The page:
Last week I pointed out two undisputed facts about the Democratic- Republican stalemate on the Iraq war resolutions:

1) that Democratic Majority Leader Harry Reid (Nev.) offered GOP Minority Leader Sen. Mitch McConnellAddison (Mitch) Mitchell McConnellHillary Clinton: Voter suppression has led to 'crisis in democracy' in the US New York Times authors blame Kavanaugh correction on editing error: 'There was zero intent to mislead' The Hill's Morning Report - What is Trump's next move on Iran? MORE (Ky.) and his fellow Republicans a chance to vote on ALL resolutions pro- and con-the Bush surge plan by majority vote; and

2) that McConnell TURNED THAT OFFER DOWN, and instead insisted that before certain resolutions could be debated and enacted, they would have to have 60 votes.

Neither of those facts were accurately reported over the weekend. Sen. McConnell was allowed to fudge them in print and broadcast media (though he deserves "Spin Award" credit for being allowed to get away with it).

First, the Sunday Washington Post story allowed the McConnell Spin Fudge by omitting completely from its story the first fact — that all resolutions could have been debated and voted on had the Republicans agreed to majority rule. And worse, the Post not once ever mentioned that 60-vote requirement by Sen. McConnell.

Also on Sunday morning came the disappointing performance of "Fox Sunday Morning" host Chris WallaceChristopher (Chris) WallaceAmash says Sanford presidential bid won't impact decision on whether he runs in 2020 Trump labels GOP challengers the 'Three Stooges' Pompeo: Taliban talks are dead 'for the time being' MORE.

We remember Mr. Wallace's tough cross-examination of President Clinton on the terrorism issue. But yesterday there seemed to be a different Chris Wallace questioning Sen. McConnell. Mr. Wallace did not challenge the senator when he falsely claimed it was the Republicans who favored a debate and vote and the Democrats who were blocking a vote. Indeed, Mr. Wallace enabled the McConnell Fudge by showing headlines that Mr. Wallace seemed to be suggesting were inaccurate, headlines in USA Today and the Washington Post describing the GOP as "blocking" the war resolutions' debate and vote.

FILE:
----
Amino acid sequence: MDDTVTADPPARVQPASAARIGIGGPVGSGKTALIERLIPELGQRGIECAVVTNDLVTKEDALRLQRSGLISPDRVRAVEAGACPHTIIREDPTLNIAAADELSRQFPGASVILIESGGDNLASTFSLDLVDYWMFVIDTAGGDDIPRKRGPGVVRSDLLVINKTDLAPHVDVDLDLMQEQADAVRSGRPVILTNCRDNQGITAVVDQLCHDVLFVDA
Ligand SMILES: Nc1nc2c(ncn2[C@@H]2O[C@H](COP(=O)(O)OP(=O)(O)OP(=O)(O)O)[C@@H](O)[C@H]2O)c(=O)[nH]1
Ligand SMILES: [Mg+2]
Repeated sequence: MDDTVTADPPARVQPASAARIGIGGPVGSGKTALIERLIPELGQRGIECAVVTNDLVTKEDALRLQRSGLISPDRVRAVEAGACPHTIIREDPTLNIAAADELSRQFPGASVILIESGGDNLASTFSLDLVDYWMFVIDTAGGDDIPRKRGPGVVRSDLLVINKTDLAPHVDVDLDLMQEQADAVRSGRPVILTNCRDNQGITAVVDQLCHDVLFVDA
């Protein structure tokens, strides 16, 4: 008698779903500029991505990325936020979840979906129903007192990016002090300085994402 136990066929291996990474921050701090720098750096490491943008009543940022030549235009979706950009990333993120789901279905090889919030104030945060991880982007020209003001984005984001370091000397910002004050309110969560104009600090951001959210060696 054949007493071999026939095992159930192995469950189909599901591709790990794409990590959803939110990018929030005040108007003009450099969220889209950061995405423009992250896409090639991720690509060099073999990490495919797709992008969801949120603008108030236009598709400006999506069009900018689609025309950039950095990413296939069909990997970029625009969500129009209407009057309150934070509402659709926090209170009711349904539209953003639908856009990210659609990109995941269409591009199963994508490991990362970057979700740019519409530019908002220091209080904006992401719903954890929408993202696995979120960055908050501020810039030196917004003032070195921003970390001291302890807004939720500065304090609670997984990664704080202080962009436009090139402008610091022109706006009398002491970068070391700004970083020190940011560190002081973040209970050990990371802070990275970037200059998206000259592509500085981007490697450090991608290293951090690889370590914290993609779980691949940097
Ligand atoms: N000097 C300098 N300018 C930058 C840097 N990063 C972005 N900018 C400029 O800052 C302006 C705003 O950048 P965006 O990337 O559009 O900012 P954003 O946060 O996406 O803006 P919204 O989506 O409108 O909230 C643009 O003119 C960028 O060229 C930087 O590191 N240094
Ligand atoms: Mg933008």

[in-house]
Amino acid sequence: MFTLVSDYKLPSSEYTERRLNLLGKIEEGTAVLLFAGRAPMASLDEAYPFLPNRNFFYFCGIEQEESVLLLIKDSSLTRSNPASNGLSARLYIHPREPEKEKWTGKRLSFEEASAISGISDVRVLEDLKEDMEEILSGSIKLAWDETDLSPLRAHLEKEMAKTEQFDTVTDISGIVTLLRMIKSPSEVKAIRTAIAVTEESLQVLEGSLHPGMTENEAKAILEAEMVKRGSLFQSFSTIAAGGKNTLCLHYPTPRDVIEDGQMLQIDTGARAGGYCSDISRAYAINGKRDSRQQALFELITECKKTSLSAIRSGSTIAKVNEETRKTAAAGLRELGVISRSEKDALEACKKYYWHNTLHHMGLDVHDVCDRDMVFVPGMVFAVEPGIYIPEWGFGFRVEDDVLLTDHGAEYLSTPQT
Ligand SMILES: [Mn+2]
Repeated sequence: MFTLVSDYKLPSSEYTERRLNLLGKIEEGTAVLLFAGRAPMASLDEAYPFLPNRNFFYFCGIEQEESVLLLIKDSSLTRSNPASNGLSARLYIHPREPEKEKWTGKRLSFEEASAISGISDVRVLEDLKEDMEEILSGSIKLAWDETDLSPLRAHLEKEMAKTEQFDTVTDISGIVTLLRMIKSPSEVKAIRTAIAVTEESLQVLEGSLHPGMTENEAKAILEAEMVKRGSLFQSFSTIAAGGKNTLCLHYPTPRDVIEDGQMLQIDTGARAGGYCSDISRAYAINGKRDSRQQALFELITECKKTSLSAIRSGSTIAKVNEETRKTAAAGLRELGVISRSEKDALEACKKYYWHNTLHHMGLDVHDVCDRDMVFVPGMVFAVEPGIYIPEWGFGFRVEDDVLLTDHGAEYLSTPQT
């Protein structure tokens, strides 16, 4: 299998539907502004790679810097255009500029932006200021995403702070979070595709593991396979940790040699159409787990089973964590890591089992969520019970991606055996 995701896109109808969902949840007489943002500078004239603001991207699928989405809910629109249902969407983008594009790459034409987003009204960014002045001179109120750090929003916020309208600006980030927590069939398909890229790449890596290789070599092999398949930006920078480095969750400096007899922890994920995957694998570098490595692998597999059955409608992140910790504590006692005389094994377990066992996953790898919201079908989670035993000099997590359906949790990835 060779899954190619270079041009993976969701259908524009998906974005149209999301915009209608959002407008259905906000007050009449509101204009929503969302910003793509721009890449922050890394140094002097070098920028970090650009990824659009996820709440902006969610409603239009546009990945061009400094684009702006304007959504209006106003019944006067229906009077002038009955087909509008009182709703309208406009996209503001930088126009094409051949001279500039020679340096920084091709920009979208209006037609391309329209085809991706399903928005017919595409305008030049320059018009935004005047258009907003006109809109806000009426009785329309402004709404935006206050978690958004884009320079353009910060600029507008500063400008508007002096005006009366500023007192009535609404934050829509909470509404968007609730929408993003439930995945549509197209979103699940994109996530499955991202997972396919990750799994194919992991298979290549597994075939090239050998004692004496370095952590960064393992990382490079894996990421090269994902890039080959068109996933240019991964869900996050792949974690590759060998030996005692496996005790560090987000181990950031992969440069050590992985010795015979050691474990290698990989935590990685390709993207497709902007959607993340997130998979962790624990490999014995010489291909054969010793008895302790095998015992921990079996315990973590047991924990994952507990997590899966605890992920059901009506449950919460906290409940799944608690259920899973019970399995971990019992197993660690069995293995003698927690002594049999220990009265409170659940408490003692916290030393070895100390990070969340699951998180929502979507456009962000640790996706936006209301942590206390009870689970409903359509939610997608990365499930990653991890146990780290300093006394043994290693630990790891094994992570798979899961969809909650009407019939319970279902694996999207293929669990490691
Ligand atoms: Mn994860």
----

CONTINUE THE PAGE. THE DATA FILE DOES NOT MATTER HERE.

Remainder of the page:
Yet Mr. Wallace failed even once to ask the senator whether it was true that Sen. Reid had, in fact, offered the Republicans a chance to debate and vote on ALL resolutions with a majority vote, and that McConnell and the Republicans had said no.

Why didn't Mr. Wallace ask that question?

Didn't he know that McConnell had insisted on 60 votes being necessary to debate and vote?

Two more questions the sometimes-tough cross-examiner Chris Wallace did not ask Sen. McConnell:

1. Sen. McConnell, just last year you criticized Democrats for not allowing 51 senators to vote up or down on judicial nominations. Do you make a distinction between allowing the Senate to vote by majority vote on judges, but not on questions of war and peace, life and death?

2. Sen. McConnell: You and your Republican colleagues in the Senate and House criticize the Democrats for introducing a "non- binding" resolution opposing a president's surge plan rather than a binding one. But why didn't you criticize House Republicans in 1995 when they voted on and passed a non-binding resolution opposing President Clinton's decision to use air power to stop genocide in Kosovo (which, as will be recalled, he was successful in doing, despite opposition from many GOP members)?

Is there a cynical double standard here by the Republicans on this issue — enabled by soft journalism not reporting all the facts or asking the tough questions?

Is there ice in Iceland?

You decide.